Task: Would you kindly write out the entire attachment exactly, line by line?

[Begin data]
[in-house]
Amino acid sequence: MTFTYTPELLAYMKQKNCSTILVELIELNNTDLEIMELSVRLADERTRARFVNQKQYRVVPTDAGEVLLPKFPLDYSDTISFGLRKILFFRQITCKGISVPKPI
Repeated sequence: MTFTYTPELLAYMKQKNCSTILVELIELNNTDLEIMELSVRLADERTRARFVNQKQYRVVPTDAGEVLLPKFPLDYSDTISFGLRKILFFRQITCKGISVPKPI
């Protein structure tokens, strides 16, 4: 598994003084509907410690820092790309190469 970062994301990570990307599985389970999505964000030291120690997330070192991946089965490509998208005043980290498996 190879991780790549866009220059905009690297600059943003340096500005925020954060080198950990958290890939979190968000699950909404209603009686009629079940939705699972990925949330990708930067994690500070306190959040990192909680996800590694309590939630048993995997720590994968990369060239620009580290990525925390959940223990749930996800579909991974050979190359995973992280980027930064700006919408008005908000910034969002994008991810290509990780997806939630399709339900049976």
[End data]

[in-house]
Amino acid sequence: MTFTYTPELLAYMKQKNCSTILVELIELNNTDLEIMELSVRLADERTRARFVNQKQYRVVPTDAGEVLLPKFPLDYSDTISFGLRKILFFRQITCKGISVPKPI
Repeated sequence: MTFTYTPELLAYMKQKNCSTILVELIELNNTDLEIMELSVRLADERTRARFVNQKQYRVVPTDAGEVLLPKFPLDYSDTISFGLRKILFFRQITCKGISVPKPI
């Protein structure tokens, strides 16, 4: 598994003084509907410690820092790309190469 970062994301990570990307599985389970999505964000030291120690997330070192991946089965490509998208005043980290498996 190879991780790549866009220059905009690297600059943003340096500005925020954060080198950990958290890939979190968000699950909404209603009686009629079940939705699972990925949330990708930067994690500070306190959040990192909680996800590694309590939630048993995997720590994968990369060239620009580290990525925390959940223990749930996800579909991974050979190359995973992280980027930064700006919408008005908000910034969002994008991810290509990780997806939630399709339900049976």